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HP 30S Hyperbolic Functions
Hyperbolic Functions
Practice Using Hyperbolic Functions
hp calculators
HP 30S Hyperbolic Functions
Hyperbolic functions
Trigonometric functions are often called “circular” functions, because the value for the cosine and sine of an angle lie on
the unit circle defined by X2 + Y2 = 1 ( points on the unit circle will have the X and Y coordinate of cosine( theta ) and
sine( theta ), respectively). Hyperbolic trigonometric functions have a similar relationship, but with the hyperbola defined
by the equation X2 – Y2 = 1.
Given a value for Z, the hyperbolic functions are defined by:
sinh Z =
e Z − e −Z
2
cosh Z =
e Z + e −Z
2
tanh Z =
sinh Z
cosh Z
Assume that Z is 3. The position on the unit hyperbola X2 – Y2 = 1 is defined by the point (cosh(Z),sinh(Z)), where
cosh is the hyperbolic cosine and sinh is the hyperbolic sine. The value for sinh(3) is equal to 10.0179 and the
value of cosh(3) is 10.0677. When 10.0677 × 10.0677 – 10.0179 × 10.0179 is evaluated, the value is 1, so the point
falls on the unit hyperbola. The hyperbolic tangent is defined as the hyperbolic sine divided by the hyperbolic cosine.
Hyperbolic functions are similar to circular trigonometric functions in many ways. In fact, if an identity is true for circular
trigonometric functions, there is a corresponding identity in hyperbolic functions in which the sign of any product of two
sines is changed (including tangent which is sine/cosine), this is known as Osborne’s rule. For example,
and
cos(A+B) = cos A cos B – sin A sin B
gives
cosh(A+B) = cosh A cosh B + sinh A sinh B
sin2 A + cos2 A = 1
gives
cosh2 A – sinh2 A = 1
Another interesting property is that for all Z > 0, tanh Z < Z < sinhZ < cosh Z.
If x = sinh y, then y is defined to be the inverse hyperbolic sine (abbreviated as sinh-1 or arcsinh). The other inverse
hyperbolic functions are similarly defined, but note that y = cosh-1 x is defined only for y ≥ 0.
Hyperbolic functions are useful in integration and have applications in many areas of engineering. For example, the
shape formed by a wire freely hanging between two points (known as a catenary or chainette curve) is described by the
hyperbolic cosine. Hyperbolic functions are also used in electrical engineering applications.
On the HP 30S, hyperbolic functions are accessed by pressing the —Tkey and then the appropriate trigonometric
key or inverse trigonometric key. Once —Thas been pressed, the HYP annunciator is lit, to cancel this mode just
press —Tagain. Notice that hyperbolic functions are not affected by the angle mode.
Practice using hyperbolic functions
Example 1: Find the Guadermannian of 2.
Solution:
The Guadermannian function (gd) of Z is defined as tan-1 sinh Z. Press
—N—Tl2y
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HP 30S Hyperbolic Functions - Version 1.0
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HP 30S Hyperbolic Functions
The result depends on the current angular mode (DRG) because of the arctan function. The
Guadermannian function is used to calculate hyperbolic functions from trigonometric functions since:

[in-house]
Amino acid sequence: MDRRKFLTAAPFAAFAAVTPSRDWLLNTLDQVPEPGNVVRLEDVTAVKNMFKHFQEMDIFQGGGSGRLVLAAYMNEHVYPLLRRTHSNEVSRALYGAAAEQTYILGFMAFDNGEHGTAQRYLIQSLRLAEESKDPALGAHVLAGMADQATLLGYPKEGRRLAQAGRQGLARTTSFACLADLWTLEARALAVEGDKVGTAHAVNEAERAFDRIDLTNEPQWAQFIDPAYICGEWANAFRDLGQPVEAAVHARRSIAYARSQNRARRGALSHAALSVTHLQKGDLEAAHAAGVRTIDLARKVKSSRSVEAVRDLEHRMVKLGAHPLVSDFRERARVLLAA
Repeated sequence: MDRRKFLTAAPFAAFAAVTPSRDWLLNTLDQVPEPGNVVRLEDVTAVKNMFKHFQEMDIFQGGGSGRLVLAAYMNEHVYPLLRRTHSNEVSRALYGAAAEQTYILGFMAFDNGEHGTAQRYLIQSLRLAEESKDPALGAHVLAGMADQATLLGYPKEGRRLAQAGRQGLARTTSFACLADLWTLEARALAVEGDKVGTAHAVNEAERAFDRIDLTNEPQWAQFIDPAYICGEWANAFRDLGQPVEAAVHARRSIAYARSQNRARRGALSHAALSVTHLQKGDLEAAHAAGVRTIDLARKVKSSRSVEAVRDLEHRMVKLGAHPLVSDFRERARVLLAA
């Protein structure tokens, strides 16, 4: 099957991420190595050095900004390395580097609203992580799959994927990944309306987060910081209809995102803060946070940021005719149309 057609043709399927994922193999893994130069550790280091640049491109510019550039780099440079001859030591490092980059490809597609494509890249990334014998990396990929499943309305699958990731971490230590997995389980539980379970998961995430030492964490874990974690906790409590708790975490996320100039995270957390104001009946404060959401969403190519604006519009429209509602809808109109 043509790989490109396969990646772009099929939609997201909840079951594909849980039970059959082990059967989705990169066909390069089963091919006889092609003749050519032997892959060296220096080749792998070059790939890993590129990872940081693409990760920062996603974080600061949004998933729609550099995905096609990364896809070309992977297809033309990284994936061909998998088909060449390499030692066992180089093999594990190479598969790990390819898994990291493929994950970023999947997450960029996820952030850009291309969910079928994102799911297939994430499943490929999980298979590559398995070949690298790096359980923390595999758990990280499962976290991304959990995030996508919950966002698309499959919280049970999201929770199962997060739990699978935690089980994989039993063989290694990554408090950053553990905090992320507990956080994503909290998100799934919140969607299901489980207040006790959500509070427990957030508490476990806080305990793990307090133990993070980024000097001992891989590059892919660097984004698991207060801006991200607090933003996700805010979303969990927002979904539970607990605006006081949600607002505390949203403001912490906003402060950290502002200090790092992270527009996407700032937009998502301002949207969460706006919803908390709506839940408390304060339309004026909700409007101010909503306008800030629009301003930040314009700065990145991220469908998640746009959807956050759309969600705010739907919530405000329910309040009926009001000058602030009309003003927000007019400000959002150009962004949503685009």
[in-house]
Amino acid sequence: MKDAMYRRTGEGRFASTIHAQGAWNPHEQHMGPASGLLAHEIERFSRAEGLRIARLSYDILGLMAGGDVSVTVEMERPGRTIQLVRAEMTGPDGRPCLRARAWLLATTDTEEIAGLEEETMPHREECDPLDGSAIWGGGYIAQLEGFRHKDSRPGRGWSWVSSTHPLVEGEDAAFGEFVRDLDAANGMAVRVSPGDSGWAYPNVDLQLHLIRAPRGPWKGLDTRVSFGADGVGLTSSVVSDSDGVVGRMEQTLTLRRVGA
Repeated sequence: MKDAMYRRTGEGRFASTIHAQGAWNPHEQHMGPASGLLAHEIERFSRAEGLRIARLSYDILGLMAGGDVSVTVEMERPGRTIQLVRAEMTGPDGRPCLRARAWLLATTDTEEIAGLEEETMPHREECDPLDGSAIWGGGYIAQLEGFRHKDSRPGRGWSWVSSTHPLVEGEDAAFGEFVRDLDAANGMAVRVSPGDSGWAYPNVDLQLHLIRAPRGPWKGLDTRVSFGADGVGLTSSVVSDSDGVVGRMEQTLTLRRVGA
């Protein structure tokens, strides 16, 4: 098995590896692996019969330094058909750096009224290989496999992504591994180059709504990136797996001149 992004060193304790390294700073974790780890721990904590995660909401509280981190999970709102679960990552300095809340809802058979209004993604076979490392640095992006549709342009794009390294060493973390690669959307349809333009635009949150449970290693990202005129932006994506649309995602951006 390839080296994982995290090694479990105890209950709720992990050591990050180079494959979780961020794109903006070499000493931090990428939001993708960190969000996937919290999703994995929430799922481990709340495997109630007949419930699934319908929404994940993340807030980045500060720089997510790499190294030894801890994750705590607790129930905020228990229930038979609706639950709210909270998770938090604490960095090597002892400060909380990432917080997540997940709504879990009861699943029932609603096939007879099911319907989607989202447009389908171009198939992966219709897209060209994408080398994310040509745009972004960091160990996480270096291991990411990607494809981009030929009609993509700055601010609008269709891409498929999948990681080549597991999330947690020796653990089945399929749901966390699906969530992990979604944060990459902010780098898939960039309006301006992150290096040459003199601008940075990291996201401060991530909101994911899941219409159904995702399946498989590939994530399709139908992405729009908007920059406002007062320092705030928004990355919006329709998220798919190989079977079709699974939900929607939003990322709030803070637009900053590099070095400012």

if y = gd x, then tan y = sinh x.
Answer:
1.301760336 assuming the angular mode is set to Radians.
Example 2: Find the hyperbolic cosecant and the inverse hyperbolic cosecant of 3.2
Solution:
Inverse hyperbolic functions should not be mistaken for the reciprocal of the hyperbolic functions, which are
sometimes referred to as:
Hyperbolic cosecant =
1
sinh
Hyperbolic secant =
1
cosh
Hyperbolic cotangent =
1
tanh
These functions also have their inverse functions, which can be written as:
csch -1 Z = sinh −1
1
Z
sec h −1 Z = cosh −1
1
Z
coth −1 Z = tanh −1
1
Z
To find the hyperbolic cosecant of 3.2 press
1/—Tl3.2y
and to find the inverse hyperbolic cosecant of 3.2 press
—T—L1/3.2y
Answer:
The hyperbolic cosecant is 0.081660091 and the inverse hyperbolic cosecant is 0.307625067.
Example 3: A tram carries tourists between two peaks that are the same height and 437 meters apart. Before the tram
latches onto the cable, the angle from the horizontal to the cable at its point of attachment is 63 degrees.
How long does it take the tram to travel from one peak to the other, if the tram moves at 135 meters per
minute?
Solution:
The travel time in minutes is given by the following formula:
t=
437 × TAN(63º )
135 × ASINH( tan(63º ))
437n63—[email protected]/r135—T—Ln63
—Ayy
If the angular unit is degrees (DEG), you can omit the º in the argument of the tangent functions. Note that
both multiplications can be implicit on the HP 30S.
Answer:
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4.452687994. The travel time between the peaks is just under four and one half minutes.
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HP 30S Hyperbolic Functions - Version 1.0
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HP 30S Hyperbolic Functions
Example 4: A cable is strung between two poles that are 40 feet apart, with the cable attached to each pole at a height
of 30.436 feet above the level ground. At the midpoint between the poles, the cable is 18.63 feet above the
level ground. What is the length of the cable required between the two poles?
Solution:
The length of the cable is described by the formula below, where a is the lowest height of the cable and D
is the distance between the two poles:
L = 2 a SINH
D/2
a
2*18.63—Tl40/2/18.63y
Answer:
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The length of the cable will be 48.14 feet.
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HP 30S Hyperbolic Functions - Version 1.0